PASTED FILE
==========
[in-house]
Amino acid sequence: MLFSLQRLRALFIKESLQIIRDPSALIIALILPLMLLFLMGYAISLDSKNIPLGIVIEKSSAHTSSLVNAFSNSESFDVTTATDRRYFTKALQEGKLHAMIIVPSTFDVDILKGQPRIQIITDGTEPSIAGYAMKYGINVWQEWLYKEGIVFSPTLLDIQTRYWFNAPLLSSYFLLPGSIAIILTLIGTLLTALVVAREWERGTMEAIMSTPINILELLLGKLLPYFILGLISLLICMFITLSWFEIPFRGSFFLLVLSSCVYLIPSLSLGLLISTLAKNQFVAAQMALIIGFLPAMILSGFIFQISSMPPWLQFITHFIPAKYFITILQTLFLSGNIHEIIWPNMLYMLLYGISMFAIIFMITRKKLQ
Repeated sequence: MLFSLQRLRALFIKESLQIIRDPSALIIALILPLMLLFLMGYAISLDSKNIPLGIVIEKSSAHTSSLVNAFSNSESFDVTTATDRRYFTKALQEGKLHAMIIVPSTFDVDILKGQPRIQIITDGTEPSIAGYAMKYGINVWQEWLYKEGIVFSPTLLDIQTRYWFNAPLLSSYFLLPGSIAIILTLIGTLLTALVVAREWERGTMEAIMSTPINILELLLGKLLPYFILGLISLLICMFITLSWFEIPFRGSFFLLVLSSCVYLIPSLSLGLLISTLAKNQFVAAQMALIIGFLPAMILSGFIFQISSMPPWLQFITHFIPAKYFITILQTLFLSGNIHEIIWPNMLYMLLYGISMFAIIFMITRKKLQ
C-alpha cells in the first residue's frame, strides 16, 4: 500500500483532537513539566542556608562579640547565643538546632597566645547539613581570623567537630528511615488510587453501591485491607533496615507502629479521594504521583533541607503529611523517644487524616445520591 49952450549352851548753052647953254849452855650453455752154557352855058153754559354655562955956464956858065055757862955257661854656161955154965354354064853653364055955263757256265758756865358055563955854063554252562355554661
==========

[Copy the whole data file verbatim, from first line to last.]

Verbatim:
[in-house]
Amino acid sequence: MLFSLQRLRALFIKESLQIIRDPSALIIALILPLMLLFLMGYAISLDSKNIPLGIVIEKSSAHTSSLVNAFSNSESFDVTTATDRRYFTKALQEGKLHAMIIVPSTFDVDILKGQPRIQIITDGTEPSIAGYAMKYGINVWQEWLYKEGIVFSPTLLDIQTRYWFNAPLLSSYFLLPGSIAIILTLIGTLLTALVVAREWERGTMEAIMSTPINILELLLGKLLPYFILGLISLLICMFITLSWFEIPFRGSFFLLVLSSCVYLIPSLSLGLLISTLAKNQFVAAQMALIIGFLPAMILSGFIFQISSMPPWLQFITHFIPAKYFITILQTLFLSGNIHEIIWPNMLYMLLYGISMFAIIFMITRKKLQ
Repeated sequence: MLFSLQRLRALFIKESLQIIRDPSALIIALILPLMLLFLMGYAISLDSKNIPLGIVIEKSSAHTSSLVNAFSNSESFDVTTATDRRYFTKALQEGKLHAMIIVPSTFDVDILKGQPRIQIITDGTEPSIAGYAMKYGINVWQEWLYKEGIVFSPTLLDIQTRYWFNAPLLSSYFLLPGSIAIILTLIGTLLTALVVAREWERGTMEAIMSTPINILELLLGKLLPYFILGLISLLICMFITLSWFEIPFRGSFFLLVLSSCVYLIPSLSLGLLISTLAKNQFVAAQMALIIGFLPAMILSGFIFQISSMPPWLQFITHFIPAKYFITILQTLFLSGNIHEIIWPNMLYMLLYGISMFAIIFMITRKKLQ
C-alpha cells in the first residue's frame, strides 16, 4: 500500500483532537513539566542556608562579640547565643538546632597566645547539613581570623567537630528511615488510587453501591485491607533496615507502629479521594504521583533541607503529611523517644487524616445520591 49952450549352851548753052647953254849452855650453455752154557352855058153754559354655562955956464956858065055757862955257661854656161955154965354354064853653364055955263757256265758756865358055563955854063554252562355554661